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Though it also functions as a dramatic biopic, SNOWDEN plays out like a paranoid thriller that’s made even more intense by this story being factual. We’d be naïve not to think that the NSA is still up to stuff and that we’re still being watched on a daily basis. However, Stone’s film wisely presents fuel for both sides of the argument. There’s talk of the modern battlefield being everywhere, but also about the sacrifice of freedom for security. It’s a huge gray area with no easy answers and the film doesn’t choose a side. Instead, Oliver Stone’s return-to-form is sure to keep you thinking about it long after the credits have rolled, could inspire new feelings towards one of America’s most controversial figures, and may make you paranoid enough to put a Band-Aid over your webcam.

Grade: A

SUICIDE SQUAD (2016)

Review by Derrick Carter

Running Time: 2 hours 3 minutes

MPAA Rating: PG-13 for Sequences of Violence and Action throughout, Disturbing Behavior, Suggestive Content and Language

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Directed by: David Ayer

Written by: David Ayer

(based on the SUICIDE SQUAD comics by John Ostrander)

Starring: Will Smith, Jared Leto, Margot Robbie, Joel Kinnaman, Viola Davis, Jai Courtney, Jay Hernandez, Adewale Akinnuoye-Agbaje, Cara Delevingne, Karen Fukuhara, Adam Beach, Ike Barinholtz, Scott Eastwood & Ben Affleck

SUICIDE SQUAD has been one of my most anticipated films of 2016. It should be mentioned that I wasn’t exactly sold on Jared Leto’s Joker and strongly disliked BATMAN v SUPERMAN. Still, there was something about this supervillain team-up film that had me stoked! The marketing was great and showcased crazy energy that would be essential for a movie like this. Though generally negative reviews have gotten this third DC Extended Cinematic Universe entry rated lower than BATMAN v SUPERMAN on Rotten Tomatoes, I had a blast watching SUICIDE SQUAD. The film isn’t free of flaws (all of which I’ll discuss in a moment), but it also has a lot of things to like! So far, this is my favorite installment of the new DC Cinematic Universe.

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In response to the world’s growing superhuman phenomenon, government operative Amanda Waller (Viola Davis) assembles a team of very bad people who she believes can do some good. This secret task force, dubbed the Suicide Squad, is led by hard-headed veteran Rick Flagg (Joel Kinnaman) with sword-wielding Katana (Karen Fukuhara) at his side. Under Flagg’s command are: psycho-clown Harley Quinn (Margot Robbie), sharp-shooter Deadshot (Will Smith), human torch El Diablo (Jay Hernandez), drunken bloke Captain Boomerang (Jai Courtney), human-reptile Killer Croc (Adewale Akinnuoye-Agbaje) and grappling expert Slipknot (Adam Beach). This ragtag team of supervillains must work together if they wish to save the world from the evil Enchantress (Cara Delevingne).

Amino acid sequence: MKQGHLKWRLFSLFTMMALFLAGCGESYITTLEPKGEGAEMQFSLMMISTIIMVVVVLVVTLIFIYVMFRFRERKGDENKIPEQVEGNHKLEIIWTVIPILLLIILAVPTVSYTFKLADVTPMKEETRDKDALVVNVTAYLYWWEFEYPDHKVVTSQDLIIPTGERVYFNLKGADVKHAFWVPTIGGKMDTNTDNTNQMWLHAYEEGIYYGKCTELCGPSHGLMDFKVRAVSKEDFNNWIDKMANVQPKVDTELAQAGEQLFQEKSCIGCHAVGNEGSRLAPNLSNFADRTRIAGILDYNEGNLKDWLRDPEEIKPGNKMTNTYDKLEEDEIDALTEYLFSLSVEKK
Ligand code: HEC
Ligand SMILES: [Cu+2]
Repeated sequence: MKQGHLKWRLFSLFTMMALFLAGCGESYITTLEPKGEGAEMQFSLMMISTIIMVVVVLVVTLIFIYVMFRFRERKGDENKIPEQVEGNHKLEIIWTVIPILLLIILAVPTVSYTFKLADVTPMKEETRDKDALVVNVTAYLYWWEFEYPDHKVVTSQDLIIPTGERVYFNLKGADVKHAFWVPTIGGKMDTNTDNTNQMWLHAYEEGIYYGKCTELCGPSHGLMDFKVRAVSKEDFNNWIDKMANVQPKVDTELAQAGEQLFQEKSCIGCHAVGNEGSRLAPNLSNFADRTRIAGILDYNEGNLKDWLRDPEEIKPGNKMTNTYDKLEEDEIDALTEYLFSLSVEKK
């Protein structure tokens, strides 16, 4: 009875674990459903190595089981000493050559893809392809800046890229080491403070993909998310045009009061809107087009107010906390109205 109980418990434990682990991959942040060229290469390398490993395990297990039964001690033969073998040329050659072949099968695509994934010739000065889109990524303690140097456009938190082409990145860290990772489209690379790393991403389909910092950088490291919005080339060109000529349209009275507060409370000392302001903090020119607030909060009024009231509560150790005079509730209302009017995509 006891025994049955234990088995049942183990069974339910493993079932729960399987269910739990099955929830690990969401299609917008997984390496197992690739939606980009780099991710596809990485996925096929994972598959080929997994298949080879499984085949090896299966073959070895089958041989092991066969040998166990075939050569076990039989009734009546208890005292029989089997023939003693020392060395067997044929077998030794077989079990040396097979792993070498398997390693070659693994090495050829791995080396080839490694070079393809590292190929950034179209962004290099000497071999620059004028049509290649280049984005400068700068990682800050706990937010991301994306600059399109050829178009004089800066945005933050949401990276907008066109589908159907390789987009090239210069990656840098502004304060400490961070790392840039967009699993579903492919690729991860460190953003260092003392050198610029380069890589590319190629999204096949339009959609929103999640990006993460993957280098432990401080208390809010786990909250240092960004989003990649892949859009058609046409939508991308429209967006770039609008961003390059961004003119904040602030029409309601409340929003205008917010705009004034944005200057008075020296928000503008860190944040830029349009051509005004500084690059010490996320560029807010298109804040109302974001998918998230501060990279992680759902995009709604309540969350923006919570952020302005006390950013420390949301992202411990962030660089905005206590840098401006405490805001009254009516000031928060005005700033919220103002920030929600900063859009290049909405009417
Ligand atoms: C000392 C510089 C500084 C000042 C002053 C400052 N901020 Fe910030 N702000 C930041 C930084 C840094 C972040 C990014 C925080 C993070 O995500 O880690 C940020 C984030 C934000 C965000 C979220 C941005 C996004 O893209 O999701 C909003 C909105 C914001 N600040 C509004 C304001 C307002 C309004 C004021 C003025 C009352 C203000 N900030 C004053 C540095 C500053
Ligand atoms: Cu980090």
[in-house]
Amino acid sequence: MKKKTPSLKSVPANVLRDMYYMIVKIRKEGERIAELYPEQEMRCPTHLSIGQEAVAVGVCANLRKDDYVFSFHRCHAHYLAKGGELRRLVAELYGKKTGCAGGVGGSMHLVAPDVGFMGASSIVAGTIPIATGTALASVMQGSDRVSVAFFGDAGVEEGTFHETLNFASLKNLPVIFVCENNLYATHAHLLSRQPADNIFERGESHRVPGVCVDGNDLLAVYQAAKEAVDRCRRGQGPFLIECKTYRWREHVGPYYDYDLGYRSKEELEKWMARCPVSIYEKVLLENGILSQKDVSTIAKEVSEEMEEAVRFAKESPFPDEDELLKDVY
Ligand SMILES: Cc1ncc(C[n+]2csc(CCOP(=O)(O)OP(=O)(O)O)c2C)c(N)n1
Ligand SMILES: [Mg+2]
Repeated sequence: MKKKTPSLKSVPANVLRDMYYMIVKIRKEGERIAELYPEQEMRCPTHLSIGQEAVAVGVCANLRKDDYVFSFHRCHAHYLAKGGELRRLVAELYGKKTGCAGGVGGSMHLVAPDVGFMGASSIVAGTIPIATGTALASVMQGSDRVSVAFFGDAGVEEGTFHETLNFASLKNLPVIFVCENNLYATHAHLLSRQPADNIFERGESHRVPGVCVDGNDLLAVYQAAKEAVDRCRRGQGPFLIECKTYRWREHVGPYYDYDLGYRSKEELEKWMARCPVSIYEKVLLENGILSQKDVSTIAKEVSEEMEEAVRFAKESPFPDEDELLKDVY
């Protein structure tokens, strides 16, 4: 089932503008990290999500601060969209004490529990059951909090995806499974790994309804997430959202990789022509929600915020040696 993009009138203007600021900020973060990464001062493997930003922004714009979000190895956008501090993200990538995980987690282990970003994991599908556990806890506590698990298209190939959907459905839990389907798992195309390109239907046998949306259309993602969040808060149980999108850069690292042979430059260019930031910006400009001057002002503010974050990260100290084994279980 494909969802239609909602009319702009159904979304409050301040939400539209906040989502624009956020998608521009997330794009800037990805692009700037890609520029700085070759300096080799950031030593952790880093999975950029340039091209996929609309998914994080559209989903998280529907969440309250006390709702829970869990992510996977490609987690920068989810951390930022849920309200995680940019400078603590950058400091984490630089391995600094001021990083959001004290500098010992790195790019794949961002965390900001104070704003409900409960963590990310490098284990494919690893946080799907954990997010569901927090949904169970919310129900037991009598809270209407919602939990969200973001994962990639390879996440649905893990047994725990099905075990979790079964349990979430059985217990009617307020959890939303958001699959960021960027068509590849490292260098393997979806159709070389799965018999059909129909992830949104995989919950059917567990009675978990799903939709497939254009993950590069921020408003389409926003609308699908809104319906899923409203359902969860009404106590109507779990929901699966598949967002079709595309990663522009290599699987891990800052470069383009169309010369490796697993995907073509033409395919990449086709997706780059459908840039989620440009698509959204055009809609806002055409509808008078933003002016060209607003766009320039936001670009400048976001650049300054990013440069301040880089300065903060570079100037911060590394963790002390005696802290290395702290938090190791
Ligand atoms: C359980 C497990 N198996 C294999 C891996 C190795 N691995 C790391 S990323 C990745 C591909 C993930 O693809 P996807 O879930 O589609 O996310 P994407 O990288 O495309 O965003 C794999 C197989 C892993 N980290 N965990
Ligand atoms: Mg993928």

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The main quality that sets SUICIDE SQUAD apart from tons of other superhero films is that these protagonists are out-and-out supervillains. These characters committed horrible crimes in their past and don’t necessarily feel bad about any of the evil things they’ve done. Instead of saving the day for the right reasons and out of the goodness of their hearts, these bad guys wish to regain their freedom and aren’t above contemplating plenty of ways to murder Flagg and escape. Instead of being a story of good vs. evil, SUICIDE SQUAD is all about bad vs. worse.

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As far as the team members go, there are definite stand-outs, cool supporting characters and disappointingly glorified cameos. The best performances come from Margot Robbie as fan favorite Harley Quinn and Will Smith as Deadshot. Both of these Batman villains have never been featured in a live-action blockbuster before and they make a grand big-screen entrance here. Margot Robbie remarkably encapsulates every mannerism that Harley Quinn has in the comics and cartoons, while also doing a perfect voice for the character. Will Smith actually gains a bit of sympathy as Deadshot by playing the assassin as a loving father who happens to earn money from heartlessly executing people.